Dambri waterfall is 130km from Dalat, but it still makes this list because the falls lie within Lâm Đồng Province. This impressive waterfall is, by some accounts, the highest in the province. Clear, cold water runs off the mountains of the Central Highlands and spills over a dramatic, rocky escarpment, falling 70 metres into a large pool before continuing to gurgle down the valley in a series of gentler, terraced cascades. Giant tropical trees surround this grand waterfall, but, unfortunately, so do kitsch decorations and theme park rides. Yes, Dambri is a major domestic tourist attraction, which, in the spirit of Vietnamese ‘eco’ tourism, dooms it to tasteless development. There are swan-shaped pedalos, a mini roller-coaster, trinket shops, and gigantic restaurants. However, the waterfall itself is still magnificent and pathways cut into the rock offer dramatic views from in front of and behind the avalanche of white water. Even in the mist and rain during my visit it was a majestic sight and a lot of fun.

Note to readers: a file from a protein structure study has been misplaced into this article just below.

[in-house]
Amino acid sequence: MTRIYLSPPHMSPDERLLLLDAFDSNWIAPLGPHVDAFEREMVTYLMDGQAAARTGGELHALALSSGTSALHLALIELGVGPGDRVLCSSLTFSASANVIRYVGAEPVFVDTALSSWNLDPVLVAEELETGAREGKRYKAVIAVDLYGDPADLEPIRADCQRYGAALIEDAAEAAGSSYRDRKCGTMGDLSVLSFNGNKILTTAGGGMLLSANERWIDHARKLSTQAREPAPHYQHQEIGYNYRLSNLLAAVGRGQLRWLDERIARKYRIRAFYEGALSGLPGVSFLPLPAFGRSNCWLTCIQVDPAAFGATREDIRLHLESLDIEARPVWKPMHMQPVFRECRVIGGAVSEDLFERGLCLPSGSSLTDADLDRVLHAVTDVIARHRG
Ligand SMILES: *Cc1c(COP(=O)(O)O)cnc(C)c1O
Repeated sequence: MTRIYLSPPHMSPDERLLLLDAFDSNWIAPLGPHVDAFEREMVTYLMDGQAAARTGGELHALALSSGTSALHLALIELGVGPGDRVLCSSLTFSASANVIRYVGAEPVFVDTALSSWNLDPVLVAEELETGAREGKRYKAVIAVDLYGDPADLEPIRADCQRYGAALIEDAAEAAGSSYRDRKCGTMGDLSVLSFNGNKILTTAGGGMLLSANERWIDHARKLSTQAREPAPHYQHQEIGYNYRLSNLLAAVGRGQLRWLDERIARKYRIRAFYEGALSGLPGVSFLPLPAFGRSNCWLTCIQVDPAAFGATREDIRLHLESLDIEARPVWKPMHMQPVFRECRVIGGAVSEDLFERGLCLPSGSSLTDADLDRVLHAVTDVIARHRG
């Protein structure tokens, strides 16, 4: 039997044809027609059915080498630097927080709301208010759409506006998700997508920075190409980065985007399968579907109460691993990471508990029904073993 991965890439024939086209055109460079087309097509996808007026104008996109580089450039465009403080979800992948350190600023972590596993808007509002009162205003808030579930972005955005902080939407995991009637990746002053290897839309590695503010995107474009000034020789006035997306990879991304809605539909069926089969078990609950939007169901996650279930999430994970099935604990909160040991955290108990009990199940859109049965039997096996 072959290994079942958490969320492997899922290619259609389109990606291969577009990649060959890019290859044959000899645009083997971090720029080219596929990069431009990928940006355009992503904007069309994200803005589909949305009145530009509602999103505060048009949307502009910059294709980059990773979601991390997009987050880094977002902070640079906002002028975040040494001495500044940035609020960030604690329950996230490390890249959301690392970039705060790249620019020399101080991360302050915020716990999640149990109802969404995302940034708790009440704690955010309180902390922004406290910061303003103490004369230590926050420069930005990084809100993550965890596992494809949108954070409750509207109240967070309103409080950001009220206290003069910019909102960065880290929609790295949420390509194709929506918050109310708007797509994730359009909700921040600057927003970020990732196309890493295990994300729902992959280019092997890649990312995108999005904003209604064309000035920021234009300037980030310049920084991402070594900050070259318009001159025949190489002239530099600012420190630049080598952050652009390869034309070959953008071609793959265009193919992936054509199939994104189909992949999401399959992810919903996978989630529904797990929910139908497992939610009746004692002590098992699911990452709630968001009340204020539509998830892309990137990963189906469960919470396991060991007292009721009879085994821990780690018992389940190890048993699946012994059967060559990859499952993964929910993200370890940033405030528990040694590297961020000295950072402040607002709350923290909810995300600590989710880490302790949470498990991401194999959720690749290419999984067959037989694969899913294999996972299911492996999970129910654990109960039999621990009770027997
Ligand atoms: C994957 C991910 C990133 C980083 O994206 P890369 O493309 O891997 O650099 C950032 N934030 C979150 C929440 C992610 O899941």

According to local legend the falls were created by the endless tears shed by a woman who waited for her lover’s return from the forest. He never did come back, and the woman died of sadness, her body turned to rock and her tears kept flowing; as they continue to do to this day. To get to the falls take Highway 20 from Dalat to Bao Loc and turn right (due north) for Dambri waterfall, which is clearly signposted in Bao Loc. This rural road leads through an attractive landscape of coffee and tea plantations for 18km before reaching the entrance to the falls [MAP]. The journey from Dalat to the Dambri waterfall takes at least 2 hours by car or motorbike. Admission to Dambri is the most expensive of all Lâm Đồng Province’s waterfalls: 50,000VNĐ ($2). Try to come on a weekday as weekends and holidays can get very crowded with excited Vietnamese teenagers on day trips.
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